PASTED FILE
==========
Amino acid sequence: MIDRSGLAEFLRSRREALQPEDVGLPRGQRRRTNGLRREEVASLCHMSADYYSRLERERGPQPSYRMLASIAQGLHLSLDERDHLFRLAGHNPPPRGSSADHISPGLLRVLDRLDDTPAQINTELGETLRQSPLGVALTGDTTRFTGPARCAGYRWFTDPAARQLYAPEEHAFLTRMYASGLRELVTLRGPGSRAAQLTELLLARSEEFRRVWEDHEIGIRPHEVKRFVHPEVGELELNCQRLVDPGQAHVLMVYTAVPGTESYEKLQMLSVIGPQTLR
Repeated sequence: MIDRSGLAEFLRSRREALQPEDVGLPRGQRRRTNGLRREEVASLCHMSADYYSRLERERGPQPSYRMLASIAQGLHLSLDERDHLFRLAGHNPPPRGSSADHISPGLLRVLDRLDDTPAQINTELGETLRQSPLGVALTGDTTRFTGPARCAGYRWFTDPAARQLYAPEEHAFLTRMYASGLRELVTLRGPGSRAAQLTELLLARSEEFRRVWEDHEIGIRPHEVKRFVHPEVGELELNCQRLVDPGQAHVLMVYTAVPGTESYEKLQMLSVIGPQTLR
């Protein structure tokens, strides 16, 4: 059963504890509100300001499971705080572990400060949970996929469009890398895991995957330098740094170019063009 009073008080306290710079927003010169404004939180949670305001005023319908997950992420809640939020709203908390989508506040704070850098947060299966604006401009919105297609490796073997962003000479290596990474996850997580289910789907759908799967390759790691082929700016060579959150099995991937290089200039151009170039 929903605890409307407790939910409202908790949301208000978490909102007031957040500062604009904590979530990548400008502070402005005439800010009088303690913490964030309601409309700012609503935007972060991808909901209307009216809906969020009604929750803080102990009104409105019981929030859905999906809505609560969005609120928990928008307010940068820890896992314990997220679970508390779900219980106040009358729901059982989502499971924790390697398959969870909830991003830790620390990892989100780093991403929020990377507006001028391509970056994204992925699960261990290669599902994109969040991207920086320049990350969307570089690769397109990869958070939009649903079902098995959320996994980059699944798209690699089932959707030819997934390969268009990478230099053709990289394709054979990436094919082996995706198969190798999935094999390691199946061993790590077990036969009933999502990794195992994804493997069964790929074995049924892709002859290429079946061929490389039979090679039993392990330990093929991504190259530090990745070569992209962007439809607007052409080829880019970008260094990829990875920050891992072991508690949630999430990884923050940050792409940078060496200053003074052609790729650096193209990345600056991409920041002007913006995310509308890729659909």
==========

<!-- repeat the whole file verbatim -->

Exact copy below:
Amino acid sequence: MIDRSGLAEFLRSRREALQPEDVGLPRGQRRRTNGLRREEVASLCHMSADYYSRLERERGPQPSYRMLASIAQGLHLSLDERDHLFRLAGHNPPPRGSSADHISPGLLRVLDRLDDTPAQINTELGETLRQSPLGVALTGDTTRFTGPARCAGYRWFTDPAARQLYAPEEHAFLTRMYASGLRELVTLRGPGSRAAQLTELLLARSEEFRRVWEDHEIGIRPHEVKRFVHPEVGELELNCQRLVDPGQAHVLMVYTAVPGTESYEKLQMLSVIGPQTLR
Repeated sequence: MIDRSGLAEFLRSRREALQPEDVGLPRGQRRRTNGLRREEVASLCHMSADYYSRLERERGPQPSYRMLASIAQGLHLSLDERDHLFRLAGHNPPPRGSSADHISPGLLRVLDRLDDTPAQINTELGETLRQSPLGVALTGDTTRFTGPARCAGYRWFTDPAARQLYAPEEHAFLTRMYASGLRELVTLRGPGSRAAQLTELLLARSEEFRRVWEDHEIGIRPHEVKRFVHPEVGELELNCQRLVDPGQAHVLMVYTAVPGTESYEKLQMLSVIGPQTLR
């Protein structure tokens, strides 16, 4: 059963504890509100300001499971705080572990400060949970996929469009890398895991995957330098740094170019063009 009073008080306290710079927003010169404004939180949670305001005023319908997950992420809640939020709203908390989508506040704070850098947060299966604006401009919105297609490796073997962003000479290596990474996850997580289910789907759908799967390759790691082929700016060579959150099995991937290089200039151009170039 929903605890409307407790939910409202908790949301208000978490909102007031957040500062604009904590979530990548400008502070402005005439800010009088303690913490964030309601409309700012609503935007972060991808909901209307009216809906969020009604929750803080102990009104409105019981929030859905999906809505609560969005609120928990928008307010940068820890896992314990997220679970508390779900219980106040009358729901059982989502499971924790390697398959969870909830991003830790620390990892989100780093991403929020990377507006001028391509970056994204992925699960261990290669599902994109969040991207920086320049990350969307570089690769397109990869958070939009649903079902098995959320996994980059699944798209690699089932959707030819997934390969268009990478230099053709990289394709054979990436094919082996995706198969190798999935094999390691199946061993790590077990036969009933999502990794195992994804493997069964790929074995049924892709002859290429079946061929490389039979090679039993392990330990093929991504190259530090990745070569992209962007439809607007052409080829880019970008260094990829990875920050891992072991508690949630999430990884923050940050792409940078060496200053003074052609790729650096193209990345600056991409920041002007913006995310509308890729659909």